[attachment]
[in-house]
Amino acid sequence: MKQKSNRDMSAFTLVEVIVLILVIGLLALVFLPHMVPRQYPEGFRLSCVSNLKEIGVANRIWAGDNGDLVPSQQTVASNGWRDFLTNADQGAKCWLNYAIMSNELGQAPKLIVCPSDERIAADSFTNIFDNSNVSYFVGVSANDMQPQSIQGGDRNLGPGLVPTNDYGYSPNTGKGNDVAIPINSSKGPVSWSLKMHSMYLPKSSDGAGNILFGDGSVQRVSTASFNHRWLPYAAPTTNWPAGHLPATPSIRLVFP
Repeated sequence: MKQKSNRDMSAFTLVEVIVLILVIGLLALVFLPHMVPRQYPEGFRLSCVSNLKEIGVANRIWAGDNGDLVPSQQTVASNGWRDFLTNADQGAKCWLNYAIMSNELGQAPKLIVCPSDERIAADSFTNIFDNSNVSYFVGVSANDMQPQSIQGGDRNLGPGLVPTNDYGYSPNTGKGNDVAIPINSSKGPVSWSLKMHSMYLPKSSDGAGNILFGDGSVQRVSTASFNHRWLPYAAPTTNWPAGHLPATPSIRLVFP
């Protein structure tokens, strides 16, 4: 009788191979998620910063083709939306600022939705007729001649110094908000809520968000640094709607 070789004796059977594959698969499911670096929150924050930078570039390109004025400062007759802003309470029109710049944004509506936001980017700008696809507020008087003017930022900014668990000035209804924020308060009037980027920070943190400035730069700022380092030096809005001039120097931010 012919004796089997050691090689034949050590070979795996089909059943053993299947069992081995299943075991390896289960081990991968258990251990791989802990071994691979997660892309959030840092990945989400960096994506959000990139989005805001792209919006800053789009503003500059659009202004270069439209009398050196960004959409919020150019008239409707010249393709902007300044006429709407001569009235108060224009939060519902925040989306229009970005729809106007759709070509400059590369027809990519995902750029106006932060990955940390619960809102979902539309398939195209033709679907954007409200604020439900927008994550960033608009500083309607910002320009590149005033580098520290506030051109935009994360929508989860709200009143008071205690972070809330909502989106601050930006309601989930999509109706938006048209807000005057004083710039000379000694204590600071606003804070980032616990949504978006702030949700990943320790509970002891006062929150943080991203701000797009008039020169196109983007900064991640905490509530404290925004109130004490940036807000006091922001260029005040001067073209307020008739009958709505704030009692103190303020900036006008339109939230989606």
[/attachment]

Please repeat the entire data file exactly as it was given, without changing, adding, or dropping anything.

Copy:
[in-house]
Amino acid sequence: MKQKSNRDMSAFTLVEVIVLILVIGLLALVFLPHMVPRQYPEGFRLSCVSNLKEIGVANRIWAGDNGDLVPSQQTVASNGWRDFLTNADQGAKCWLNYAIMSNELGQAPKLIVCPSDERIAADSFTNIFDNSNVSYFVGVSANDMQPQSIQGGDRNLGPGLVPTNDYGYSPNTGKGNDVAIPINSSKGPVSWSLKMHSMYLPKSSDGAGNILFGDGSVQRVSTASFNHRWLPYAAPTTNWPAGHLPATPSIRLVFP
Repeated sequence: MKQKSNRDMSAFTLVEVIVLILVIGLLALVFLPHMVPRQYPEGFRLSCVSNLKEIGVANRIWAGDNGDLVPSQQTVASNGWRDFLTNADQGAKCWLNYAIMSNELGQAPKLIVCPSDERIAADSFTNIFDNSNVSYFVGVSANDMQPQSIQGGDRNLGPGLVPTNDYGYSPNTGKGNDVAIPINSSKGPVSWSLKMHSMYLPKSSDGAGNILFGDGSVQRVSTASFNHRWLPYAAPTTNWPAGHLPATPSIRLVFP
């Protein structure tokens, strides 16, 4: 009788191979998620910063083709939306600022939705007729001649110094908000809520968000640094709607 070789004796059977594959698969499911670096929150924050930078570039390109004025400062007759802003309470029109710049944004509506936001980017700008696809507020008087003017930022900014668990000035209804924020308060009037980027920070943190400035730069700022380092030096809005001039120097931010 012919004796089997050691090689034949050590070979795996089909059943053993299947069992081995299943075991390896289960081990991968258990251990791989802990071994691979997660892309959030840092990945989400960096994506959000990139989005805001792209919006800053789009503003500059659009202004270069439209009398050196960004959409919020150019008239409707010249393709902007300044006429709407001569009235108060224009939060519902925040989306229009970005729809106007759709070509400059590369027809990519995902750029106006932060990955940390619960809102979902539309398939195209033709679907954007409200604020439900927008994550960033608009500083309607910002320009590149005033580098520290506030051109935009994360929508989860709200009143008071205690972070809330909502989106601050930006309601989930999509109706938006048209807000005057004083710039000379000694204590600071606003804070980032616990949504978006702030949700990943320790509970002891006062929150943080991203701000797009008039020169196109983007900064991640905490509530404290925004109130004490940036807000006091922001260029005040001067073209307020008739009958709505704030009692103190303020900036006008339109939230989606």